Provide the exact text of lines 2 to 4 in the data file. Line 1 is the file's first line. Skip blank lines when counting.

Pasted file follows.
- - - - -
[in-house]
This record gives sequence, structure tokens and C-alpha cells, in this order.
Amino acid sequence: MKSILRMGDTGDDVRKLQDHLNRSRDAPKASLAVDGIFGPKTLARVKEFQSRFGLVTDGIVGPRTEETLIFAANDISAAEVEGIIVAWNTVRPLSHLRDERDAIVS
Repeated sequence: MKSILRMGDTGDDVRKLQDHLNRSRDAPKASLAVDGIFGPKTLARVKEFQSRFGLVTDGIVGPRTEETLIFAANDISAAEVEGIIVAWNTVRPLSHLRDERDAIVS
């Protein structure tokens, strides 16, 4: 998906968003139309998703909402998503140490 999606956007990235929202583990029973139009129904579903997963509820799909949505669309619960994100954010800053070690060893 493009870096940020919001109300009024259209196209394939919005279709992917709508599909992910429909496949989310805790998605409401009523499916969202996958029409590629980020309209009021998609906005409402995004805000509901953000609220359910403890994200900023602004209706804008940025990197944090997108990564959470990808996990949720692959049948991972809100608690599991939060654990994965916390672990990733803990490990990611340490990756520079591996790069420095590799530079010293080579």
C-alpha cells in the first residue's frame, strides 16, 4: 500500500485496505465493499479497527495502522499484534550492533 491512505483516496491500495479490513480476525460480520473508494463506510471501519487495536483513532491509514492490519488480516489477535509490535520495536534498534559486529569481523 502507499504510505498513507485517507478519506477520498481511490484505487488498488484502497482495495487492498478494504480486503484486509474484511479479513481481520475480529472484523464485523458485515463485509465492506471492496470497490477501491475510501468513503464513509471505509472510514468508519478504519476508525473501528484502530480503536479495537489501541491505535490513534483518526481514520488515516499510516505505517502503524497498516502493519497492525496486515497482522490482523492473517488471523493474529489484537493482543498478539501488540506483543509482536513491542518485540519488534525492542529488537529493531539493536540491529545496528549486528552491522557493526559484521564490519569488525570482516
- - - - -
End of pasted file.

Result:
This record gives sequence, structure tokens and C-alpha cells, in this order.
Amino acid sequence: MKSILRMGDTGDDVRKLQDHLNRSRDAPKASLAVDGIFGPKTLARVKEFQSRFGLVTDGIVGPRTEETLIFAANDISAAEVEGIIVAWNTVRPLSHLRDERDAIVS
Repeated sequence: MKSILRMGDTGDDVRKLQDHLNRSRDAPKASLAVDGIFGPKTLARVKEFQSRFGLVTDGIVGPRTEETLIFAANDISAAEVEGIIVAWNTVRPLSHLRDERDAIVS